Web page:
Wednesday , June 28 2017
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The IMF’s New Role in Greece Proves Its Value for Europe and the United States

Greece’s economic problems are far from solved, but the International Monetary Fund (IMF) deserves part of the credit for the glimmers of progress on official debt relief in the Eurogroup announcement on June 15. The IMF is expected to issue its “approval in principle” for Greek policy commitments under the European Stability Mechanism (ESM) program, but it will not contribute money until it gets more comfort on debt relief from European governments and institutions. On balance, this makes...

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Forget About Brexit, Focus on the Euro Area Future

The Anglophone financial press is still giving prime coverage to the negotiations over Britain’s exit from the European Union. But Brexit has become a sideshow. The real economic news in Europe is being made in France and Germany, and it is of the good, potentially very good, type. The Brexit reality has finally caught up with David Davis, the UK Secretary of State for Exiting the European Union, who quickly capitulated to all EU-27 demands on the scope and sequencing of the negotiations on...

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The Eurogroup on Greece: Debt Relief with a Fiscal Straitjacket

Greece’s latest deal with the Eurogroup—the group of eurozone finance ministers—is bigger news than you might think from the press reactions so far. As expected, Greece got its next disbursement of funds to avoid default, the International Monetary Fund (IMF) gave a symbolic stamp of approval, no actual debt relief will transpire until the end of Greece’s EU-supported reform program, and the IMF will not be prepared to disburse until that happens (if at all). This feels like business as...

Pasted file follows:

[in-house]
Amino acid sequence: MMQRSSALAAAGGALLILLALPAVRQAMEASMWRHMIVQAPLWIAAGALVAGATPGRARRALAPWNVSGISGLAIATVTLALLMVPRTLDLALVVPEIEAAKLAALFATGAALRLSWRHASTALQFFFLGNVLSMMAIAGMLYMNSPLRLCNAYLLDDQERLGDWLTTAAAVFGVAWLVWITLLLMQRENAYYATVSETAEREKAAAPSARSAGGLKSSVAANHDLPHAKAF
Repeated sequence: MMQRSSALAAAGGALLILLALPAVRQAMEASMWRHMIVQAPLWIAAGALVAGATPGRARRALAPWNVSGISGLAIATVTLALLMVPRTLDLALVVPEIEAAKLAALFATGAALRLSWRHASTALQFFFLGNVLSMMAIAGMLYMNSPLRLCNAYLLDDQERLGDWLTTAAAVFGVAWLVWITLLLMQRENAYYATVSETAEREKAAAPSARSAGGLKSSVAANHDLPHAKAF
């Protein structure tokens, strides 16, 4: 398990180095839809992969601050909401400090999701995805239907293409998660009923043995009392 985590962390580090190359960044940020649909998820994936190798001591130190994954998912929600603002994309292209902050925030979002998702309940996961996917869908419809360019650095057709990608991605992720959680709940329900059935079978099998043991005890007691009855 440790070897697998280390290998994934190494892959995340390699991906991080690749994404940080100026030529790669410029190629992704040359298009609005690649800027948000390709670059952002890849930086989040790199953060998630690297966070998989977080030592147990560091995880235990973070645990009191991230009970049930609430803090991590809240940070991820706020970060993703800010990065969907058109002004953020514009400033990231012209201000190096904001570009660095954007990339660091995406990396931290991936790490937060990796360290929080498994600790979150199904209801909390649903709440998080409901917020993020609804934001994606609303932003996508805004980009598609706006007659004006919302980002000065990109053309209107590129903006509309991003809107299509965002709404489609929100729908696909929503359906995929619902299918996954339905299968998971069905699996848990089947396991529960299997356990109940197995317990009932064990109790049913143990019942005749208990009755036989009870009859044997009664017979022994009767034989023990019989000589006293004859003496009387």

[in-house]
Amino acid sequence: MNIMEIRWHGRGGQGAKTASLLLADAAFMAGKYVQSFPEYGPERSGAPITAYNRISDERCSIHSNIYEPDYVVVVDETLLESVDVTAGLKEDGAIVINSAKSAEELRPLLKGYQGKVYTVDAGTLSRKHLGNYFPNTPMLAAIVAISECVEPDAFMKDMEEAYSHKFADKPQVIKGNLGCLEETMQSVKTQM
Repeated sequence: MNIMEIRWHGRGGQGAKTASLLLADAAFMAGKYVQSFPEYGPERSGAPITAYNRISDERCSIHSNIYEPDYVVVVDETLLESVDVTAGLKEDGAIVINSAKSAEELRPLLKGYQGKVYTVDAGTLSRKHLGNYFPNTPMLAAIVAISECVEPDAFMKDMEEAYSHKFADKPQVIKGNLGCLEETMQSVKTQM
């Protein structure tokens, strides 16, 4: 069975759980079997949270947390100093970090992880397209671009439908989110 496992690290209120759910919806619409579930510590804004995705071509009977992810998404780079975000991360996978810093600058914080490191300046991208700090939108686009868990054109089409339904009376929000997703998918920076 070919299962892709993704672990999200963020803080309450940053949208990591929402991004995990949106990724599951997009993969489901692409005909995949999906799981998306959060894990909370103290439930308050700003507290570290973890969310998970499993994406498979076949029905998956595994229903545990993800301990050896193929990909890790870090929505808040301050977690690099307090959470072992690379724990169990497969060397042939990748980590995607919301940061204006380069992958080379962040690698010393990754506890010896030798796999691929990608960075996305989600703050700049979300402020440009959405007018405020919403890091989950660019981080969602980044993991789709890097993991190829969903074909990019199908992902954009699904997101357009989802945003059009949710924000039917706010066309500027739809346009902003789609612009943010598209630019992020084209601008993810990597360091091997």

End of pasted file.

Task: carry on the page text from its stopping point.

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Higher Education Is Increasingly Valuable in the United States, Less So in France

How much of an economic advantage is there to having a higher education in the United States versus France? A study of the latest data demonstrates that people with more education are better off in both countries, but in the last 20 years, higher education has become even more valuable in the United States, and less so in France. That conclusion is reached via a comparison of the evolution of relative average wages by education level over the period going from 1990 to 2012 in the two...

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Are Germany and France Trying to Get the UK to Rescind Brexit?

Bolstered by his likely parliamentary election victory on Sunday, President Emmanuel Macron of France appears poised to join with the increasingly formidable Chancellor Angela Merkel of Germany to launch a new drive for European integration in the coming years. If—or rather when—that happens, the British confusion over how to proceed with negotiations to exit the European Union will take on an entirely new dynamic, weakening Prime Minister Theresa May’s negotiating position to the point of...